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Monday, January 19, 2015

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5 powerful cancer fighting foods

HealthyAeon - 4:14 AM

by Christine M. Dionese, L.Ac, MSTOM
NaturalHealth365

The American Cancer Society estimates that about 1.7 million people in the United States are living with some type of cancer. While most chemotherapeutic agents are toxic to our cellular wellbeing, evidence-based food therapies show advanced promise for selectively killing cancer cells without damaging healthy tissues.

Cancer fighting foods have been shown to prevent and stop cancer in its tracks. Want to up your anti-cancer game and try a new variety of foods for the New Year? Here are my favorite, well-researched foods to prevent cancer.

Brassicas defeat cancer cells without harming the body


Red frill: One of the spiciest mustard greens you’ll taste, this brassica’s robust flavor boasts two essential cancer-fighting compounds, sinigrin and gluconasturtian.

In a study featured in the Oxford Journal, Carcinogenesis, researchers demonstrated that sinigrin had powerful effects against bladder cancer tumors. In another similar study, sinigrin was shown to inhibit the proliferation of liver cancer cells. Try adding red frill to a salad or lightly steam, then add organic olive oil and fresh garlic. (yummy!)

Romanesco: This fractal-shaped brassica contains DIM or di-indolemethane and sulphrafane, two anticancer compounds that have been shown to assist in preventing and fighting estrogen-driven cancers. In a recent study on the biological effects of phytomedicines, DIM was shown to selectively inhibit cancerous stem cells.

The study went on to report that DIM helps overcome chemoresistance of cancer stem cells to cytotoxics and was effective when used alone or in combination with other therapeutics. This beautiful Italian broccoli/cauliflower variety offers a nutty flavor and pairs well with healthy oils such as coconut, olive and ghee.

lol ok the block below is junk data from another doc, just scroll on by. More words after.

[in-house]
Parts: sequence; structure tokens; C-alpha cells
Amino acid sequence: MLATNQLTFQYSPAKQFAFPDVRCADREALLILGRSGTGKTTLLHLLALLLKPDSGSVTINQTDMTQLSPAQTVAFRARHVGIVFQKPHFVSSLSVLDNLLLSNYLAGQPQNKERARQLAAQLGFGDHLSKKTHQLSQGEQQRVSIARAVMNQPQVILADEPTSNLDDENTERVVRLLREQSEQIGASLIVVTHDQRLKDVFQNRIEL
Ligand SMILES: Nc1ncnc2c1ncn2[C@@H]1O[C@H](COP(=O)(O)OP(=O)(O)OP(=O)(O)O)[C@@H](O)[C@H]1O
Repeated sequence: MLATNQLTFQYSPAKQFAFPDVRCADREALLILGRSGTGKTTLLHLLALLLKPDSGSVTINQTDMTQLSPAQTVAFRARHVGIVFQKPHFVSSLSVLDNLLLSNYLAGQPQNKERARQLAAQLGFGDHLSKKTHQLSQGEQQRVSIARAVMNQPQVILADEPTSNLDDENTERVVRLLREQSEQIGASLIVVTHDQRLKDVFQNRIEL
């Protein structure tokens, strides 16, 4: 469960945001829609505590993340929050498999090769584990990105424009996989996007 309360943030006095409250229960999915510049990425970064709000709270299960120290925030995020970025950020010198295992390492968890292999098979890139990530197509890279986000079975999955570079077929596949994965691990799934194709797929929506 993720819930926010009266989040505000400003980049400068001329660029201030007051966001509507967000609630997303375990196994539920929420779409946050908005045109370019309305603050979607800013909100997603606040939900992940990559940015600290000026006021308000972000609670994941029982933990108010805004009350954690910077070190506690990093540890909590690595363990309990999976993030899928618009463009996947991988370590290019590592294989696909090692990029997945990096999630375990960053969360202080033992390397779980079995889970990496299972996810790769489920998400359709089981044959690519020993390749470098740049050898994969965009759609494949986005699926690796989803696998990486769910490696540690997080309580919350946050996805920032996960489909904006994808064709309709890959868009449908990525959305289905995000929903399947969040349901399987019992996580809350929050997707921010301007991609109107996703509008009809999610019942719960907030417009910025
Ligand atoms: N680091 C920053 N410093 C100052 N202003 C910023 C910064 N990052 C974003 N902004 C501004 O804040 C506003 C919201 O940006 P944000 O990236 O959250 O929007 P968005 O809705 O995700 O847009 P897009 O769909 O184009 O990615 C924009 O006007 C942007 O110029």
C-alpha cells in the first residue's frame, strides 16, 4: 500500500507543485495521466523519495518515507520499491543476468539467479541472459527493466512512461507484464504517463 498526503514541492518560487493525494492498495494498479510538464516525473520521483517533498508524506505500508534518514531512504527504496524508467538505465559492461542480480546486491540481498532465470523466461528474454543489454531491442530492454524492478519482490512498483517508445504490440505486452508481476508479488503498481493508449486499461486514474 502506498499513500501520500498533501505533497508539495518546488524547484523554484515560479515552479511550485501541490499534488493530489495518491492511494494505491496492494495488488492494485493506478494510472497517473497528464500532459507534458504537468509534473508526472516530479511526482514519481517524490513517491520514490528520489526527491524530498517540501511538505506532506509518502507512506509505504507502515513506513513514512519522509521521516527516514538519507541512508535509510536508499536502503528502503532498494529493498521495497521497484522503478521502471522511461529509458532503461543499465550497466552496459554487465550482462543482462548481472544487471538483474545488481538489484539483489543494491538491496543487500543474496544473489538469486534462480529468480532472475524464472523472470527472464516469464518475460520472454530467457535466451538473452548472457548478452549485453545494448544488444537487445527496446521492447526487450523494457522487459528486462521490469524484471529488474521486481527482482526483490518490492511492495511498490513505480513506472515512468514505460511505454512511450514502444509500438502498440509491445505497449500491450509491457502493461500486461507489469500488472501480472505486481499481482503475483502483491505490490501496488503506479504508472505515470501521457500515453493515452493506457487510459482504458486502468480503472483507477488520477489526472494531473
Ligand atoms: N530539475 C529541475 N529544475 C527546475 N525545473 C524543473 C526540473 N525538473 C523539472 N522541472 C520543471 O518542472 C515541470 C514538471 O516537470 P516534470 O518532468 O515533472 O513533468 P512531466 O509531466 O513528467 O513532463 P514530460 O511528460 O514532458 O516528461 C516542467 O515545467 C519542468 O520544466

Blast away cancer cells by eating berries

Golden berries: An often overlooked cancer, golden berry showed promise killing atypical cells involved in oral cancer. Golden berries contain 4β-hydroxywithanolide E, the compound the study found to selectively and efficiently kill cancer cells. Golden berries can be eaten by the handful or added to salads and smoothies.

Superfood powders are great anticancer foods.

Cacao: The journal of Nutrition and Cancer recently reported that polyphenol-rich cacao should be on your colon-cancer prevention checklist. This Mayan superfood has been used for ages to promote longevity and enhance immunity and can easily be added to nearly any food in its powdered form.

Turmeric: Well tolerated in very high doses, countless studies highlight turmeric’s multi-faceted ability to effectively intermediate a wide range of cancers such as genitourinary, gastrointestinal, gynecological, hematological, pulmonary, thymic, brain and breast. Turmeric can be added to your regular juicing routine, smoothies, fish dishes and to any vegetable dish.

Are you ready to build the anticancer ‘living kitchen’?

Hundreds of studies have now demonstrated the preventive and healing properties nature’s superfoods offer us. We now know that these foods not only offer nutritive properties, but detoxify the body of cancer-causing agents.

So, learn how to create your very own ‘Living Kitchen‘ and fill it with whole superfoods – as a solid anticancer strategy against the carcinogens we’re exposed to environmentally every day. Invest in a good juicer and blender; clean out and organize your kitchen to make it enjoyable to prepare food and get the best quality ingredients possible.

Don’t wait for tomorrow, get started today.

About the author: Christine M. Dionese L.Ac, MSTOM is an integrative health expert, medical journalist and food writer. She’s dedicated her career to helping others understand the science of happiness and its powerful effects on everyday human health. Christine practices, writes and speaks on environmental functional medicine, personalized medicine and epigenetics, food science and sustainable living.

References:
http://www.ncbi.nlm.nih.gov/pubmed/24399786
http://www.ncbi.nlm.nih.gov/pmc/articles/PMC3105588
http://www.ncbi.nlm.nih.gov/pubmed/25329483
http://www.ncbi.nlm.nih.gov/pubmed/23859035
http://www.ncbi.nlm.nih.gov/pubmed/23705007
http://www.ncbi.nlm.nih.gov/pubmed/23303705


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